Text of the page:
2021 / 22
06:45 – 09:15
Clear sky overnight, but not too cold at 8*C. Patchy cloud.
To the east, the rising sun is a half disc of neon pink on the purple grey horizon.
The gate is wide open this morning, padlock lying in the middle of the turning area?
No sign of any vehicles, but there are significantly more MotoX bike tracks everywhere today. They really are a nuisance – especially now they have found their way down the clearfell, and into Velmore. The new fencing at the entrance does not seemed to be a very effective deterrent – the bikes can be slid underneath easily enough…
Three Chiffchaffs at the east end. Goldcrests too. Song Thrush and Great Spotted Woodpecker among the chorus. An increase in Blackcaps. I think seven in all today – two here first thing on either side of The Broad. I think perhaps less Chiffchaffs today too – only confirmed 9 individual birds. There are still two Lesser Redpolls hanging on, just to remind us that it is after all still March.
I am intent on checking the farmland today in a purposeful event to see one of the Wheatears that seem to be passing through everywhere else. Probably my Number One Most Wanted bird here, along with Redstart.
Of course, there aren’t any.
I have scanned every fencepost
I have walked farm and field
I have counted Skylarks and Pipits
But I still haven't found Wheatear I'm looking for..
Seven deer in the Skylark Field though, until a gunshot rings out from the Wood. Last day of the season today. I will keep out of the way…
At least four Song Thrushes on the patch of exposed soil up by the pylon, along with a half dozen Blackbirds and a Pheasant. two more of these out in the field, where there are a scattering of Rooks, Jackdaws and Woodpigeons. A Buzzard on sentry duty along the stream, and two Herring Gulls circling around. I have found a few small birds though at some distance? Skylarks, at least four of them. One rises up to sing.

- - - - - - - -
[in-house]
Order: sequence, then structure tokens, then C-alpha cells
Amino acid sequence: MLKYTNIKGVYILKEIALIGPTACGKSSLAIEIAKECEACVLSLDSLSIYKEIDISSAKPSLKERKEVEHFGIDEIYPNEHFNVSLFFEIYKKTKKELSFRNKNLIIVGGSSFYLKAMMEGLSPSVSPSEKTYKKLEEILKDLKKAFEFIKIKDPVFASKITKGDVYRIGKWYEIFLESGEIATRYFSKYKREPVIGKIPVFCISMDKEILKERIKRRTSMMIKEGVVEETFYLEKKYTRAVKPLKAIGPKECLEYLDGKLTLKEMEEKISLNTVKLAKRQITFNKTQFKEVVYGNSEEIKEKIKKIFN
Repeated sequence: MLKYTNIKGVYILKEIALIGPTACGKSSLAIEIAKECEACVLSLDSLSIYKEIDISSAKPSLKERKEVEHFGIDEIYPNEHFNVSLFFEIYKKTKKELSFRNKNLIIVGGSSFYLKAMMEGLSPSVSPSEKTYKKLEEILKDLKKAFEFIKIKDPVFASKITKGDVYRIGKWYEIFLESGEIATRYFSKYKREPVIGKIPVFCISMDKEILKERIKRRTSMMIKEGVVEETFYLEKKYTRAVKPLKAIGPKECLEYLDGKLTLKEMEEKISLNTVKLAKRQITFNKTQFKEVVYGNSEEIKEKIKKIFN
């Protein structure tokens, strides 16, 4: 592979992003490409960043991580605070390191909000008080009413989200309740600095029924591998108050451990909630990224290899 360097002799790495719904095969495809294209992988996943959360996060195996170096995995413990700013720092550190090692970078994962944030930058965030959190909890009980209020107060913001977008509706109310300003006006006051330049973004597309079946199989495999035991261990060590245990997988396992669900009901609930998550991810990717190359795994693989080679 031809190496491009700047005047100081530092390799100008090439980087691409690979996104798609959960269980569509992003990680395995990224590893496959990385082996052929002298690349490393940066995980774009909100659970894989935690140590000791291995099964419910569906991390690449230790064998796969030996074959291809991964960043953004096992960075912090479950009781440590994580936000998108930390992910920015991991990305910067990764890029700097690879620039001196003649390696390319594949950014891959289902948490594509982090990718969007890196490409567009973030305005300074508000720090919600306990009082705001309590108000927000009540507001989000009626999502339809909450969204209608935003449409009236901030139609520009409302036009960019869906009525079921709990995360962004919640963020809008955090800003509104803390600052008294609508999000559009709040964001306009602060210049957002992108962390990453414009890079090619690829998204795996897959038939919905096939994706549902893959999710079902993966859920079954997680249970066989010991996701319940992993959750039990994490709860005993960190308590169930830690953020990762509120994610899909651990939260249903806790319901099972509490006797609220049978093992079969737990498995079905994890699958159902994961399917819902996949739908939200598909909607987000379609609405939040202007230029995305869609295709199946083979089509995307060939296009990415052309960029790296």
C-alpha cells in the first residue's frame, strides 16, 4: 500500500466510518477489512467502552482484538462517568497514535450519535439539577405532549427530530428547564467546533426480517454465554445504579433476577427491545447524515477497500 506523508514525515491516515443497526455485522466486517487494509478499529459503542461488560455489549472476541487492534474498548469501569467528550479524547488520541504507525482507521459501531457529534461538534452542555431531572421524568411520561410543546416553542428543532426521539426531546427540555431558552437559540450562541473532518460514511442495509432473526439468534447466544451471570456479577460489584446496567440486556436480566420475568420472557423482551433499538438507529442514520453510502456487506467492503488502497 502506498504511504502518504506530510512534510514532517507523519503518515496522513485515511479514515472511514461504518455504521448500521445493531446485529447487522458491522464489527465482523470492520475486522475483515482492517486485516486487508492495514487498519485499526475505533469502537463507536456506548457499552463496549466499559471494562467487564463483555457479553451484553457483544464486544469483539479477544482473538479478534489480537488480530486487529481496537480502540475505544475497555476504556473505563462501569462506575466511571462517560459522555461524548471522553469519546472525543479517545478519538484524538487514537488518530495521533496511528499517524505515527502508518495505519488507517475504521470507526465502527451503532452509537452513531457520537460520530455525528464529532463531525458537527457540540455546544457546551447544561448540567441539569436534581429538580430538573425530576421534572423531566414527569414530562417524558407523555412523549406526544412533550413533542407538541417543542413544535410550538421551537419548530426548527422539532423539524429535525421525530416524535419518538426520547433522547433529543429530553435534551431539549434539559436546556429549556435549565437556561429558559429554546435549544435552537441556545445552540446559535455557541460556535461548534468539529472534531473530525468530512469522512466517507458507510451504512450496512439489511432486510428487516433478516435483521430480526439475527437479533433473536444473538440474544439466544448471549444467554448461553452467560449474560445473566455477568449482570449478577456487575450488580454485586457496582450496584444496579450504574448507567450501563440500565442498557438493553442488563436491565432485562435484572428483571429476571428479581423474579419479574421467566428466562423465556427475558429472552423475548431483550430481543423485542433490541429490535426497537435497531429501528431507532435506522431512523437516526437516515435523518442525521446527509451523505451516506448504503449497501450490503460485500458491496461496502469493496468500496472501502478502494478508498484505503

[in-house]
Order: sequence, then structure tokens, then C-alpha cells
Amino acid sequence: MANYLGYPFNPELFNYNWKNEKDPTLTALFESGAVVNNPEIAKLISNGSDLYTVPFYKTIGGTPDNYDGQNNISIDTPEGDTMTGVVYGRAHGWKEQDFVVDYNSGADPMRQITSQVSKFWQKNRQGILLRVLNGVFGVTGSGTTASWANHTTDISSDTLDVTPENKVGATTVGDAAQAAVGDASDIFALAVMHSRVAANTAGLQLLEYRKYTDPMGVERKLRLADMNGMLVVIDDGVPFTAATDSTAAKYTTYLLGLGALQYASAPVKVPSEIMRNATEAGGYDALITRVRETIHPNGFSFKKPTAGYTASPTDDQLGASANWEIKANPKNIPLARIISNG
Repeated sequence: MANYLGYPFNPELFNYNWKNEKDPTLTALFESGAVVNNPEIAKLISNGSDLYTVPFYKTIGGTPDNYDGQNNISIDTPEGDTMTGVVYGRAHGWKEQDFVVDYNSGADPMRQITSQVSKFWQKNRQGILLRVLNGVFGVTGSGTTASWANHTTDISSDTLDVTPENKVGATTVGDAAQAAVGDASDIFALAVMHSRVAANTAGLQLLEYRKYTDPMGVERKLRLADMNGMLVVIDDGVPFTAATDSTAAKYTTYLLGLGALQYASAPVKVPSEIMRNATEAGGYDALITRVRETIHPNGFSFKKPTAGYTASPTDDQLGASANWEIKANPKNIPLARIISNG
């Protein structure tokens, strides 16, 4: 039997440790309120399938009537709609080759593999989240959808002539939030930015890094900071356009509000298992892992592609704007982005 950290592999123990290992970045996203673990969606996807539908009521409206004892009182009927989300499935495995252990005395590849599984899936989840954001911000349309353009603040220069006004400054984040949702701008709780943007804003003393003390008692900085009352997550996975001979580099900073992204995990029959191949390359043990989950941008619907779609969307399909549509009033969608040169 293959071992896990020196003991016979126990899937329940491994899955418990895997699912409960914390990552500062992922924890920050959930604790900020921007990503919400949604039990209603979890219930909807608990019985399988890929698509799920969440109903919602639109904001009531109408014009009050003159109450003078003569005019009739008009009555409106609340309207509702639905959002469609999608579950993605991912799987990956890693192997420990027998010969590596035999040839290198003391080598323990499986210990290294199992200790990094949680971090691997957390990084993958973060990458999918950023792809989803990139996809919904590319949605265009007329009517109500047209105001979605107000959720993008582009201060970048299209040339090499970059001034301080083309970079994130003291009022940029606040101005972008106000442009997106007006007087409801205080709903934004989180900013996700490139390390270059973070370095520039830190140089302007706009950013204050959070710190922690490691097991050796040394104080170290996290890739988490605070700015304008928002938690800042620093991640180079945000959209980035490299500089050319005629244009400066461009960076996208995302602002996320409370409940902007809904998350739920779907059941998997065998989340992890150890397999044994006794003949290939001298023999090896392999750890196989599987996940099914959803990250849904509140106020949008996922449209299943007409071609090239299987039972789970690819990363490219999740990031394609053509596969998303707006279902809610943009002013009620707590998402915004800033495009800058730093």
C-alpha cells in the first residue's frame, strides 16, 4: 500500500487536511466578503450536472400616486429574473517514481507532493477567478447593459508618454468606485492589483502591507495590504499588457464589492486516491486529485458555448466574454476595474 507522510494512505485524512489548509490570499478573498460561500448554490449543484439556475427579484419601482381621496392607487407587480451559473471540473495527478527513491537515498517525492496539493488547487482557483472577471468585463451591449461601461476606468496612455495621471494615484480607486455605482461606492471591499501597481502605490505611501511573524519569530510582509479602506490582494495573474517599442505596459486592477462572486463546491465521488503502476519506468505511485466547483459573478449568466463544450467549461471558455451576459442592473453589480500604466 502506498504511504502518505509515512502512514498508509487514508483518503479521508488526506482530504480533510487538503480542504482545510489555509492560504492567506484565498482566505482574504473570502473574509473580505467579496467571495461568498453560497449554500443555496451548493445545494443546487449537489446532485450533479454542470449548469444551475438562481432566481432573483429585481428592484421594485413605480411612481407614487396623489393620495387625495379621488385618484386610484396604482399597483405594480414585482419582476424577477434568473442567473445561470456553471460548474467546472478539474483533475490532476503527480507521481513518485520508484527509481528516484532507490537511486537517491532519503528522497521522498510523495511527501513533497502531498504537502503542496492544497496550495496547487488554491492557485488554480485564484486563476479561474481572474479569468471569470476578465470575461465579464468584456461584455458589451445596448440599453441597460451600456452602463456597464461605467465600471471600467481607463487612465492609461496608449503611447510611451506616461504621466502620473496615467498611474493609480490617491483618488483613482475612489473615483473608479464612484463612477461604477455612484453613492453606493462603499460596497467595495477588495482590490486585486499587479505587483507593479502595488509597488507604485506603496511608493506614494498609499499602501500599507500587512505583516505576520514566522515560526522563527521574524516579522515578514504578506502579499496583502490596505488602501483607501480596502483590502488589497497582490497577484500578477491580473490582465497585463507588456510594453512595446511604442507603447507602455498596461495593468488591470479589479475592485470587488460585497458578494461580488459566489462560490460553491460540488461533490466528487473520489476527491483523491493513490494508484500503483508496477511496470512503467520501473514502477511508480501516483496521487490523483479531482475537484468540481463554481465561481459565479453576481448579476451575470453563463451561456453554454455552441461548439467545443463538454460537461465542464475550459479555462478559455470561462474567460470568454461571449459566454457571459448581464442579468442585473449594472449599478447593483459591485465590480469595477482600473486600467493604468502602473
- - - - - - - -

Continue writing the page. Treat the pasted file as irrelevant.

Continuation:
But no Wheatear. One day, I will get lucky with this.
The Fieldfares are a big surprise though. Half way back along the bridleway and there’s that instantly recognisable call: “chack-chakchak”. I know it is perfectly possible to see both Fieldfares and Redwings well into April, but not around here. In fact, these 12 birds, passing west in a ragged group, are the first I have seen this year. I never generally record them until the second half of October, and only then when the weather is cold. So, a good record. 58 for the year too. Which starts me thinking I could, perhaps, get 60 on the site before the end of March. Wheatear, possibly Willow Warbler? I’ve had Common Gull before, in colder conditions. It is not going to happen this year, but might be fun to have a look into my counts and see how many I have recorded in each quarter over five years.
Back at the footpath, and the sunlight falls on three birds in the top of an oak nearby to the right. Greenfinches. Simple birds that are all too often overlooked. They seem to be on a good recovery at the moment, form the population being decimated by disease in recent years. I think there are at least four singing males in the Wood now, possibly six. And three here together, looking fabulous in the morning light.
Lots of fresh digging and scraping along the footpath. The Badgers too are having a good year. I just need to see one…
Interesting to see that along the bridleway, where the three muddiest puddles are, someone has placed decking planks across to provide safe passage. A good idea maybe, and it does show that some considerable effort has been made. They would have to be carried a quarter mile from the nearest road.?
On the track, by the birchline, I come across this:
The ragged remains of a rabbit pelt.
No bones, and very little skin – just a mat of fur. I have never seen Rabbits in the Wood.